Hematopoietic stem cells (HSCs) are multipotent cells that give rise to differentiated blood cells including red blood cells, white blood cells, and platelets. Despite the genetic stability of HSCs, these cells gradually acquire somatic mutations as humans age. The mutations that cause some of our blood stem cells to multiply faster than others form their own distinct populations or “clones,” known as clonal hematopoiesis. People with clonal hematopoiesis, where some blood stem cells multiply unchecked, are at risk for leukemia. Now, researchers at Boston Children’s Hospital report they have found a way to prevent leukemia by curbing rogue blood cells.

Their findings are published in the journal Science in a paper titled, “Resistance to inflammation underlies enhanced fitness in clonal hematopoiesis.”

“Clonal hematopoiesis results from enhanced fitness of a mutant hematopoietic stem and progenitor cell (HSPC), but how such clones expand is unclear,” the researchers wrote. “We developed a technique that combines mosaic mutagenesis with color labeling of HSPCs to study how acquired mutations affect clonal fitness in a native environment.”

The lab of Leonard Zon, MD, director of the stem cell research program at Boston Children’s Hospital, sought to determine the rogue populations that could be blocked, preventing leukemia from ever starting.

“These children have a germline mutation that puts them at risk for developing leukemia earlier in life,” explained Serine Avagyan, MD, PhD, a pediatric oncologist at Dana-Farber/Boston Children’s Cancer and Blood Disorders Center and a fellow in the Zon lab. “They can develop clonal hematopoiesis in adolescence and sometimes at a younger age. We think these predisposition syndromes fast-forward the process of clonal hematopoiesis, resulting in early-onset leukemia.”

“If you could understand how clones of blood stem cells become cancerous, you could specifically target the offending clone that’s causing the problem,” said Zon.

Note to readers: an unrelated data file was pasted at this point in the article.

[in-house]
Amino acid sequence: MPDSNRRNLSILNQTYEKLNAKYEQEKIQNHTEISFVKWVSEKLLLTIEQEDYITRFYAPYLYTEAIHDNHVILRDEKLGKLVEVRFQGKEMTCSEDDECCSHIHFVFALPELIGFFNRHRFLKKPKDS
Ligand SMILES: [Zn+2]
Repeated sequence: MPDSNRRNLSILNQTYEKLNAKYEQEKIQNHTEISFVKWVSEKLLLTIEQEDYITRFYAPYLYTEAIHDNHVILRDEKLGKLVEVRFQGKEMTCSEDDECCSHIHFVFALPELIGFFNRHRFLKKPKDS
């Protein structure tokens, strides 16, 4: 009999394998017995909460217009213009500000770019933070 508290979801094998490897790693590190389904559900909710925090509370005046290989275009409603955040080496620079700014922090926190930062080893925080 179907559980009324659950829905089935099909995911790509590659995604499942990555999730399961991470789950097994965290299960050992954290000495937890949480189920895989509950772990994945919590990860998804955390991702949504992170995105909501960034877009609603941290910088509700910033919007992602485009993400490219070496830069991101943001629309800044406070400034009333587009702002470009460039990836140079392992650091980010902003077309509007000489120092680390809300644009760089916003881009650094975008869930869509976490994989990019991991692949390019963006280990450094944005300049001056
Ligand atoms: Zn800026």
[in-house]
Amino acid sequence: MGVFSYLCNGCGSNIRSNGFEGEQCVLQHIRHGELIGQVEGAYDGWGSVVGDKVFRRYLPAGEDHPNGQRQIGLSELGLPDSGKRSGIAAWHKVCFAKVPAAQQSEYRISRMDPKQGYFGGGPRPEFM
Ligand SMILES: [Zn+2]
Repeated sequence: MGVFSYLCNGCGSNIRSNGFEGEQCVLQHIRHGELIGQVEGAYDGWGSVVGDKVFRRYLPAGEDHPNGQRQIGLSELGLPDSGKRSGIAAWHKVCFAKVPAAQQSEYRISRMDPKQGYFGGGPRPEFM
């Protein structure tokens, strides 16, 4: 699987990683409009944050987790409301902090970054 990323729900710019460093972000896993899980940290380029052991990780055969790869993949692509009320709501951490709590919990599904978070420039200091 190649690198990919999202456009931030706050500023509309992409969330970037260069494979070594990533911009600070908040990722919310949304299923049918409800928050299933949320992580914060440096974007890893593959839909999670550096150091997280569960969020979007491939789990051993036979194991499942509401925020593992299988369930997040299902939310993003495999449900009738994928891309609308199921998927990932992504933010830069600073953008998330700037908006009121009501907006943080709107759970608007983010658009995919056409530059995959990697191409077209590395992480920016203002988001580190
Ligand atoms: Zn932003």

Using CRISPR, the team introduced different mutations found in human clonal hematopoiesis into the embryonic fish.

“Serine was able to create mosaic mutations, such that some of the blood stem cells had the mutation and others didn’t,” said Zon. “We could then ‘compete’ the cells in the fish’s body to see which mutations caused a certain line of cells to take over.”

The researchers observed the gene asxl1 led to one blood stem cell population, and a single color of cell, becoming dominant in the zebrafish. The researchers then examined what genes different kinds of blood cells were turning on as a result.

“There has been a lot of evidence that the bone marrow is really inflamed in patients with clonal hematopoiesis,” said Zon. “But this is one of the first studies to demonstrate that there are pathways in stem cells that make them resistant to the inflammation.”

The researchers believe that taking out that resistance factor could lead to strategies for halting clonal hematopoiesis and stopping leukemia at its earliest stage.

Looking toward the future, the researchers plan to search for a small-molecule drug that would target nr4a1 or related anti-inflammatory factors, a first step toward a clinical trial that would seek to reduce the risk of leukemia in people with clonal hematopoiesis and high-risk mutations.

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